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1928 Joan 2020

Joan Hoffer

February 5, 1928 — September 20, 2020

Joan Garrett Hoffer died peacefully at home on September 20, 2020 in Upper Jay, NY and in the company of her family and with the support of High Peaks Hospice. She was 92. She will always be remembered as a remarkable woman whose greatest gift (among her many great gifts) was to stop whatever she was doing to listen and be present with others. Joan graduated from Catherine McAuley High School in Brooklyn, NY, and for many years worked as a bookkeeper at Prentiss Hall, in Manhattan. She had wanted to go to college, but instead her parents needed her to go to work, though a college education always remained important to her. She married and became a homemaker and eventually she helped make it possible for her children and her grandchildren to earn a technical or college degree with her wise and kind admonishment to “just do something with it.”

After her children had grown, she went back to work at JC Penney, a job that she loved and where she made many friends. Though she held fierce progressive views on all social and political issues, she was also proud of her traditional Irish-Catholic heritage. She would often say that what you enjoy doing changes over time but that doing what you enjoy is key to living a meaningful life. She spent summers vacationing in Onchiota and Lake Clear with her family until she and Robert Hoffer, her husband of seventy years who predeceased her in 2018, moved to Saranac Lake. There she was able to name Davin Lane (off McKenzie Pond Road) after her Irish grandmother. Later, she and Robert moved to Upper Jay to live in their own apartment in the home of her daughter Susan and son-in-law Bruce, a space she hoped that eventually her grandchildren would want to use for visits to the Adirondack Park.

Joan loved the Adirondack Mountains. She was an avid quilter, and in the last seven years,

and with the help of her close friend and caregiver, Marjie, she made beautiful quilts for each of her siblings, her grandchildren, and others. She read broadly and displayed her books, wise sayings, and witticisms throughout her home. She loved the idea of homesteading and living “simply” and believed that “food is medicine” and that it was important to garden and make meals from scratch with in-season ingredients; she was known for having a full pantry that included her famous oatmeal raisin cookies and many other baked specialties. Her favorite treat, every summer, was a trip to Donnelly’s near Lake Clear for ice cream.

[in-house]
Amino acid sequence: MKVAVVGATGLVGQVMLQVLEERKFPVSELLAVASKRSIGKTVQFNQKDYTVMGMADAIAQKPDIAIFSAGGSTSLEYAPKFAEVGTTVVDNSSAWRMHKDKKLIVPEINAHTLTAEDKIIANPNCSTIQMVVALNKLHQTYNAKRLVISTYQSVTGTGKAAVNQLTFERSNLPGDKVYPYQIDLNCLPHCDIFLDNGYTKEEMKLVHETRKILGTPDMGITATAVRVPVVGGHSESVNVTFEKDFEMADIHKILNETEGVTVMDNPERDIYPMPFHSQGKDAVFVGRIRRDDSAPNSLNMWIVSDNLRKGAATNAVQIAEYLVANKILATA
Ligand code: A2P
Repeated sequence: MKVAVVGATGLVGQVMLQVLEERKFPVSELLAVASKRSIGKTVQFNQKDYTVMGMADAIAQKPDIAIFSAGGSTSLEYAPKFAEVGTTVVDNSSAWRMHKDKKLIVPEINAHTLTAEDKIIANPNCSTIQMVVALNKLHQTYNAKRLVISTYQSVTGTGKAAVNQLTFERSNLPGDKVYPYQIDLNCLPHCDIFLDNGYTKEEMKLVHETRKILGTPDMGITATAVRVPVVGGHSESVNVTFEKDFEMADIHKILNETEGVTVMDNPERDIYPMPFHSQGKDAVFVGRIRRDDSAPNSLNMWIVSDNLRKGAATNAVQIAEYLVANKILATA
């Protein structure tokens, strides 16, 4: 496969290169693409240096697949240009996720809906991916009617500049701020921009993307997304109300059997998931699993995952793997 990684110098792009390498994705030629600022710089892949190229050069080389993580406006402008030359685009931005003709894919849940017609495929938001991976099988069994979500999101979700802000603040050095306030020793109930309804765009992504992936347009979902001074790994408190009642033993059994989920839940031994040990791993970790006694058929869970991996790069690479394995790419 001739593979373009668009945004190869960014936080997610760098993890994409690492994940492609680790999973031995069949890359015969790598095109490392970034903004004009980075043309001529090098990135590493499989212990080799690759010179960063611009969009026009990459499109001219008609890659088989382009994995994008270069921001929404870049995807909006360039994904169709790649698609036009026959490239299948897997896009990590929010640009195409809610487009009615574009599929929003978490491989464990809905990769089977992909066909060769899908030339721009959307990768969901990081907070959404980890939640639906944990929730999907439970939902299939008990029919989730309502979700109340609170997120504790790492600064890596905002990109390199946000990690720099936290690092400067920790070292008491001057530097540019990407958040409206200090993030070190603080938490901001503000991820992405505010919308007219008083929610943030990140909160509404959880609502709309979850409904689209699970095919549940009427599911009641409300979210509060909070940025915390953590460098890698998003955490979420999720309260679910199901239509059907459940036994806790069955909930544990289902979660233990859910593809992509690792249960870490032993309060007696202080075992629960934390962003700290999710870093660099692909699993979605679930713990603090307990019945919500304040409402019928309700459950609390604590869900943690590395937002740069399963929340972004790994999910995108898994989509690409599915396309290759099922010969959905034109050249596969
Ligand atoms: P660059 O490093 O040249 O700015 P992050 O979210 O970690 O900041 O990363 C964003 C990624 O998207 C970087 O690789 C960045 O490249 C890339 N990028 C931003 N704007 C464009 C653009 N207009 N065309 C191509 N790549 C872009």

She dreamed of someday going to Alaska, and in the final months of her life braved the Whiteface Highway by peeking (with mostly “covered eyes”) at views from the passenger window to enjoy a picnic lunch on the top of Whiteface Mountain, commenting that the view at the top reminded her of Alaska. Each morning she would sit by her bedroom window and watch the sunrise over her mountain view. She would count deer and turkeys, and say she was “so fortunate.” She was most grateful for her loving caregivers, Dana (her partner in collecting witticisms) and Marjie (her partner in quilting), who generously and lovingly, and with her family, supported her independence and well-being for many years. Each day, Joan’s gift to us all was her beautiful and radiant smile.

Joan was born on February 5, 1928 in Queens, NY, to Catherine Davin and William Garrett. She was the oldest of six children and remained close with her family, her siblings, and many of her nieces and nephews throughout her life. She is survived by two daughters, Susan Hoffer (Bruce Rowe) and Cathleen Hoffer (Keith Clement); two sons, James Hoffer (Hilda Hoffer) and William Hoffer (Jean Hoffer); seven grandchildren, Matthew, Stephen (Lisa), Andrea (Kevin), Courtney, Nathaniel, Johanna, Emma; and three great-grandchildren, Aubrey, Olivia, and Caleb.

Funeral arrangements are in care of the Fortune-Keough Funeral Home in Saranac Lake. She requested that there be no calling hours or memorial service and asked only that her ashes be mingled and spread with her husband’s in a private ceremony over Lake Kushaqua. She wanted no donations to be made in her name, stating instead it would be nice if everyone just “loved each other gently and deeply and (with a twinkle in her eye) saved their money for a rainy day.”
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